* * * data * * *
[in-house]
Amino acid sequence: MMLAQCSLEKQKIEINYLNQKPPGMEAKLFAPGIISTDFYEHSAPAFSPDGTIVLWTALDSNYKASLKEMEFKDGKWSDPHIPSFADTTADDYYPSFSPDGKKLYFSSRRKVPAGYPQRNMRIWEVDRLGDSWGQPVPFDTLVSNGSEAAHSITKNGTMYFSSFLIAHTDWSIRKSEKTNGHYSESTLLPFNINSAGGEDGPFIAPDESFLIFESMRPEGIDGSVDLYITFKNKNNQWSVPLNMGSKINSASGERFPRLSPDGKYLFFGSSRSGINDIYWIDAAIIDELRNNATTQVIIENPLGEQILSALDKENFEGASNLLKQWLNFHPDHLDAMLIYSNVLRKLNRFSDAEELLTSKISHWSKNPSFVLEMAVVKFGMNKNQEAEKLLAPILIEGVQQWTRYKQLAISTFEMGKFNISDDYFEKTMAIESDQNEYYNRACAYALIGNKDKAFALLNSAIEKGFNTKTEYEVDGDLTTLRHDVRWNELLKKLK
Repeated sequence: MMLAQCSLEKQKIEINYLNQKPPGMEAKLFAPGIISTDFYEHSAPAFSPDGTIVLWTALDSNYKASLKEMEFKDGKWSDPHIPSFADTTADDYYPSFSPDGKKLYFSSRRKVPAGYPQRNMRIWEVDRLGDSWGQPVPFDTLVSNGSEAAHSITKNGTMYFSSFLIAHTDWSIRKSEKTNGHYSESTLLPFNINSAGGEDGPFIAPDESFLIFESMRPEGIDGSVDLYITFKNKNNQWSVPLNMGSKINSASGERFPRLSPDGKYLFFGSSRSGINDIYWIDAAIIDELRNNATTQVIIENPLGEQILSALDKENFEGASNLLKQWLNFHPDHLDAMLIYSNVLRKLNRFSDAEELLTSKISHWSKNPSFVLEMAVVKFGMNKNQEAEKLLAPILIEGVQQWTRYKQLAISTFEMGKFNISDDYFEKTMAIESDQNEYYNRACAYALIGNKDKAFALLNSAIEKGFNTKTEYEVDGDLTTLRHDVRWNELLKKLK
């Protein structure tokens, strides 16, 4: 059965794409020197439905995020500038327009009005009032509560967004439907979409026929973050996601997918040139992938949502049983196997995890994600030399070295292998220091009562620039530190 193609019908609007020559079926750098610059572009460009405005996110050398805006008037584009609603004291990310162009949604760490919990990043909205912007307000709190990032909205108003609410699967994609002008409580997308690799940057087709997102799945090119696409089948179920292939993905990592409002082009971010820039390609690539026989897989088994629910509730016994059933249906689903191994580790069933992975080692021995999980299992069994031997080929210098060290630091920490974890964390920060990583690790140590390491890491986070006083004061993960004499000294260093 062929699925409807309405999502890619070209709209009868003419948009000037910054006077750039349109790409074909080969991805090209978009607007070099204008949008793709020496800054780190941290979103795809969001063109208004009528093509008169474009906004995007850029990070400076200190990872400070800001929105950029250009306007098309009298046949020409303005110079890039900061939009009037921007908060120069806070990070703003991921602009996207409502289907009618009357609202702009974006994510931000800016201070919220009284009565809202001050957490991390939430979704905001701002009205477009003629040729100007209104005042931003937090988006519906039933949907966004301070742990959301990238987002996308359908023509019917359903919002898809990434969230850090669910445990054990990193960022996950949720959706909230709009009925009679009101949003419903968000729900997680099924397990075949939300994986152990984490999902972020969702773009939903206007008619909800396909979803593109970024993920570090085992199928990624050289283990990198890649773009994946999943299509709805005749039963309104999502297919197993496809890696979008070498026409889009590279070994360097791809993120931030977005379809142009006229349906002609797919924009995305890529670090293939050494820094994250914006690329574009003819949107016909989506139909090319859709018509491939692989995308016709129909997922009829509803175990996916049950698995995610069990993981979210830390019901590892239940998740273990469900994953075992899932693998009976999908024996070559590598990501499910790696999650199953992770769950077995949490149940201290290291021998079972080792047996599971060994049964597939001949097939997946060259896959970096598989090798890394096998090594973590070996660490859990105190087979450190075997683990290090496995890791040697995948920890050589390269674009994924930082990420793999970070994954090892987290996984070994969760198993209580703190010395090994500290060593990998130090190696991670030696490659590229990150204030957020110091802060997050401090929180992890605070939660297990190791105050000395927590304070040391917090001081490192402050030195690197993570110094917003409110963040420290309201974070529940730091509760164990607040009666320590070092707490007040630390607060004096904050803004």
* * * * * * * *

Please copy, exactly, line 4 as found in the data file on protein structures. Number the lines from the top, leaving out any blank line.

């Protein structure tokens, strides 16, 4: 059965794409020197439905995020500038327009009005009032509560967004439907979409026929973050996601997918040139992938949502049983196997995890994600030399070295292998220091009562620039530190 193609019908609007020559079926750098610059572009460009405005996110050398805006008037584009609603004291990310162009949604760490919990990043909205912007307000709190990032909205108003609410699967994609002008409580997308690799940057087709997102799945090119696409089948179920292939993905990592409002082009971010820039390609690539026989897989088994629910509730016994059933249906689903191994580790069933992975080692021995999980299992069994031997080929210098060290630091920490974890964390920060990583690790140590390491890491986070006083004061993960004499000294260093 062929699925409807309405999502890619070209709209009868003419948009000037910054006077750039349109790409074909080969991805090209978009607007070099204008949008793709020496800054780190941290979103795809969001063109208004009528093509008169474009906004995007850029990070400076200190990872400070800001929105950029250009306007098309009298046949020409303005110079890039900061939009009037921007908060120069806070990070703003991921602009996207409502289907009618009357609202702009974006994510931000800016201070919220009284009565809202001050957490991390939430979704905001701002009205477009003629040729100007209104005042931003937090988006519906039933949907966004301070742990959301990238987002996308359908023509019917359903919002898809990434969230850090669910445990054990990193960022996950949720959706909230709009009925009679009101949003419903968000729900997680099924397990075949939300994986152990984490999902972020969702773009939903206007008619909800396909979803593109970024993920570090085992199928990624050289283990990198890649773009994946999943299509709805005749039963309104999502297919197993496809890696979008070498026409889009590279070994360097791809993120931030977005379809142009006229349906002609797919924009995305890529670090293939050494820094994250914006690329574009003819949107016909989506139909090319859709018509491939692989995308016709129909997922009829509803175990996916049950698995995610069990993981979210830390019901590892239940998740273990469900994953075992899932693998009976999908024996070559590598990501499910790696999650199953992770769950077995949490149940201290290291021998079972080792047996599971060994049964597939001949097939997946060259896959970096598989090798890394096998090594973590070996660490859990105190087979450190075997683990290090496995890791040697995948920890050589390269674009994924930082990420793999970070994954090892987290996984070994969760198993209580703190010395090994500290060593990998130090190696991670030696490659590229990150204030957020110091802060997050401090929180992890605070939660297990190791105050000395927590304070040391917090001081490192402050030195690197993570110094917003409110963040420290309201974070529940730091509760164990607040009666320590070092707490007040630390607060004096904050803004």